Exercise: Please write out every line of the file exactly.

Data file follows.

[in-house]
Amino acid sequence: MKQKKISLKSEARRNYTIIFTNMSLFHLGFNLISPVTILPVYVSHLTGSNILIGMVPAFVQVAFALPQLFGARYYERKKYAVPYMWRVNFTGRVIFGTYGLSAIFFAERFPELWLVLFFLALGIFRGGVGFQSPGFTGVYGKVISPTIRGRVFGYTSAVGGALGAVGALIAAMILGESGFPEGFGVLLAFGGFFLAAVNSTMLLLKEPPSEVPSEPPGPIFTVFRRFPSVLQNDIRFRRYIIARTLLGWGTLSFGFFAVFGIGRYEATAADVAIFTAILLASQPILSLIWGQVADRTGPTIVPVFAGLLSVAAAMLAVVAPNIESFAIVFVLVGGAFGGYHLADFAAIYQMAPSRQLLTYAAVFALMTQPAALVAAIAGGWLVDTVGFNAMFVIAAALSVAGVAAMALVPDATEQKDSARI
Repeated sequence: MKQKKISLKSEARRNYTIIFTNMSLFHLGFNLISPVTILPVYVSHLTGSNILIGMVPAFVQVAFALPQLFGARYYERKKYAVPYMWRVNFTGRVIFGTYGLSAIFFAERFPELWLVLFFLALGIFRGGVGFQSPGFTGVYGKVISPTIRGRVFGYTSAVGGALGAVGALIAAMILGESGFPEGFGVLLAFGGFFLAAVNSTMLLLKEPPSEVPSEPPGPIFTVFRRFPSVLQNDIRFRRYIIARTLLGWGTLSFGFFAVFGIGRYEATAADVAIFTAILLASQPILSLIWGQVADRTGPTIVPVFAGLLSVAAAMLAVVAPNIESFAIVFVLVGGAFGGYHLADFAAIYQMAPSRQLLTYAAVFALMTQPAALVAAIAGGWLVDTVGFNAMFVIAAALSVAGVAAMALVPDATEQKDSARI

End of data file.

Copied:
[in-house]
Amino acid sequence: MKQKKISLKSEARRNYTIIFTNMSLFHLGFNLISPVTILPVYVSHLTGSNILIGMVPAFVQVAFALPQLFGARYYERKKYAVPYMWRVNFTGRVIFGTYGLSAIFFAERFPELWLVLFFLALGIFRGGVGFQSPGFTGVYGKVISPTIRGRVFGYTSAVGGALGAVGALIAAMILGESGFPEGFGVLLAFGGFFLAAVNSTMLLLKEPPSEVPSEPPGPIFTVFRRFPSVLQNDIRFRRYIIARTLLGWGTLSFGFFAVFGIGRYEATAADVAIFTAILLASQPILSLIWGQVADRTGPTIVPVFAGLLSVAAAMLAVVAPNIESFAIVFVLVGGAFGGYHLADFAAIYQMAPSRQLLTYAAVFALMTQPAALVAAIAGGWLVDTVGFNAMFVIAAALSVAGVAAMALVPDATEQKDSARI
Repeated sequence: MKQKKISLKSEARRNYTIIFTNMSLFHLGFNLISPVTILPVYVSHLTGSNILIGMVPAFVQVAFALPQLFGARYYERKKYAVPYMWRVNFTGRVIFGTYGLSAIFFAERFPELWLVLFFLALGIFRGGVGFQSPGFTGVYGKVISPTIRGRVFGYTSAVGGALGAVGALIAAMILGESGFPEGFGVLLAFGGFFLAAVNSTMLLLKEPPSEVPSEPPGPIFTVFRRFPSVLQNDIRFRRYIIARTLLGWGTLSFGFFAVFGIGRYEATAADVAIFTAILLASQPILSLIWGQVADRTGPTIVPVFAGLLSVAAAMLAVVAPNIESFAIVFVLVGGAFGGYHLADFAAIYQMAPSRQLLTYAAVFALMTQPAALVAAIAGGWLVDTVGFNAMFVIAAALSVAGVAAMALVPDATEQKDSARI